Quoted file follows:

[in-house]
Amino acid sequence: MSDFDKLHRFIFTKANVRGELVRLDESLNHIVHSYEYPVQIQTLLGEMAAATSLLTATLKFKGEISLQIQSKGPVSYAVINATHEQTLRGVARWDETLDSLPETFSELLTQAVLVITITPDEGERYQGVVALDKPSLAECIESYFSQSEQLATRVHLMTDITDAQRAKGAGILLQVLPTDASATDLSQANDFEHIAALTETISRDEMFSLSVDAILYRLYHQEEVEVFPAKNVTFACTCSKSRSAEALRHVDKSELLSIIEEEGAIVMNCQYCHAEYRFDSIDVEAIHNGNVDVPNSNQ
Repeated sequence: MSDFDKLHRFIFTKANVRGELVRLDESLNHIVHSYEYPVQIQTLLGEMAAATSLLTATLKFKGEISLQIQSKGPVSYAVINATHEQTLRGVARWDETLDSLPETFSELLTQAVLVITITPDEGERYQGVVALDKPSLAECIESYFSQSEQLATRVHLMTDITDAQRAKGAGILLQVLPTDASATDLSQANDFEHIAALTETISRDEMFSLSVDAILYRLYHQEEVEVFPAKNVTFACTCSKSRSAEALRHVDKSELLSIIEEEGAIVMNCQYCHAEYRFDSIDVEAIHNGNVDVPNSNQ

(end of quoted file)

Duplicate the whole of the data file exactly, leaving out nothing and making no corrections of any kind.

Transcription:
[in-house]
Amino acid sequence: MSDFDKLHRFIFTKANVRGELVRLDESLNHIVHSYEYPVQIQTLLGEMAAATSLLTATLKFKGEISLQIQSKGPVSYAVINATHEQTLRGVARWDETLDSLPETFSELLTQAVLVITITPDEGERYQGVVALDKPSLAECIESYFSQSEQLATRVHLMTDITDAQRAKGAGILLQVLPTDASATDLSQANDFEHIAALTETISRDEMFSLSVDAILYRLYHQEEVEVFPAKNVTFACTCSKSRSAEALRHVDKSELLSIIEEEGAIVMNCQYCHAEYRFDSIDVEAIHNGNVDVPNSNQ
Repeated sequence: MSDFDKLHRFIFTKANVRGELVRLDESLNHIVHSYEYPVQIQTLLGEMAAATSLLTATLKFKGEISLQIQSKGPVSYAVINATHEQTLRGVARWDETLDSLPETFSELLTQAVLVITITPDEGERYQGVVALDKPSLAECIESYFSQSEQLATRVHLMTDITDAQRAKGAGILLQVLPTDASATDLSQANDFEHIAALTETISRDEMFSLSVDAILYRLYHQEEVEVFPAKNVTFACTCSKSRSAEALRHVDKSELLSIIEEEGAIVMNCQYCHAEYRFDSIDVEAIHNGNVDVPNSNQ